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Oligopolies

Oligopolies are market structures where a small number of sellers dominate a particular industry. The smaller number of sellers means that each of these participants are quite aware of each other’s offerings and strategy. Any long term strategy is constituted only after taking into account that of others (Vives, 1999).
The profit maximization condition is that production happens where marginal revenue becomes equal to marginal costs. Such a setup is a price setter and not a price taker, because the sellers hold power and privilege upon the industry.
  There are very high entry barriers here, ensuring the small numbers of the sellers and there is obvious motivation on the part of the sellers to keep the club restricted. These can again be from
economies of scale, technological domination, patents and copyrights and strategic partnerships among these sellers to acquire or put out of business any startups.
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Of course, the government may also favor the existing players. Because they are so few, actions taken by one affect all the others.

Other characteristics include long run profits from the price setting that these firms engage in. However, product may be differentiated (or could be similar). Also, while there is general awareness, there may not
be perfect information. Neither sellers can know everything about the affairs of each other, nor can consumers as regards price, cost and quality.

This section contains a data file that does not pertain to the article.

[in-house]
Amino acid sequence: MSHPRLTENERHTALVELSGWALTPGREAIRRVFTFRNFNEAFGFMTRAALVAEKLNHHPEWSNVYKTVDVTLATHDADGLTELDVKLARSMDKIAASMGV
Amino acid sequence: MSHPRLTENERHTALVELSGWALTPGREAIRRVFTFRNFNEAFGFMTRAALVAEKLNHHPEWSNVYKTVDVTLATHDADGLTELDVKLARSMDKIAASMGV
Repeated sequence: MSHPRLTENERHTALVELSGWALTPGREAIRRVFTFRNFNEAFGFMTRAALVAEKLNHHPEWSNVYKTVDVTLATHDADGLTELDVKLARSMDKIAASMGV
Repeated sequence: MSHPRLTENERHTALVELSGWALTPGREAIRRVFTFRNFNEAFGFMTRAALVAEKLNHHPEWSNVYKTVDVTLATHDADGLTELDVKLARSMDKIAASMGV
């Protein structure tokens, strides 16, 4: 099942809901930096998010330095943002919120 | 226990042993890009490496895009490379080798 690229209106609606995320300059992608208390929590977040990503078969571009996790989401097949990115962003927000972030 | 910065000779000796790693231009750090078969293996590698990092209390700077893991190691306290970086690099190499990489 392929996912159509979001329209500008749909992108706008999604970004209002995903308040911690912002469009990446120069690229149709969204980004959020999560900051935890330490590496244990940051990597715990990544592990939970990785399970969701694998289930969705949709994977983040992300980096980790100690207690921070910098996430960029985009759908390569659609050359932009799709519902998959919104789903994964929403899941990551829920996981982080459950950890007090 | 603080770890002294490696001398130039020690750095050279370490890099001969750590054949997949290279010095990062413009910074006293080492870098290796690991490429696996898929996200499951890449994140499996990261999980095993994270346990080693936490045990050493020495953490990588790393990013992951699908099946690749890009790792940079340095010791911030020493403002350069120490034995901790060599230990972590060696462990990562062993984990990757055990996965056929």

However what sets an oligopoly apart is the interdependence exhibited here. There is usually a synchrony between the actions of all the players because they can all affect market conditions.
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Reactions of each other are important when implementing a policy.
Examples include when increasing prices, being sure that others will follow suit to not lose business to others and vice versa. There are also forms of non-price competition; this includes loyalty schemes, product differentiation etc.
  The breakup of communism and the resulting privatization of the Russian oil industry was an example of oligopoly, which created a handful of oligarchs.
The role an oligopoly plays is very similar to that of a monopoly, where protectionism is needed or there are significant industry related risks, trade secrets, technological prowess needed etc (Depken, 2005).
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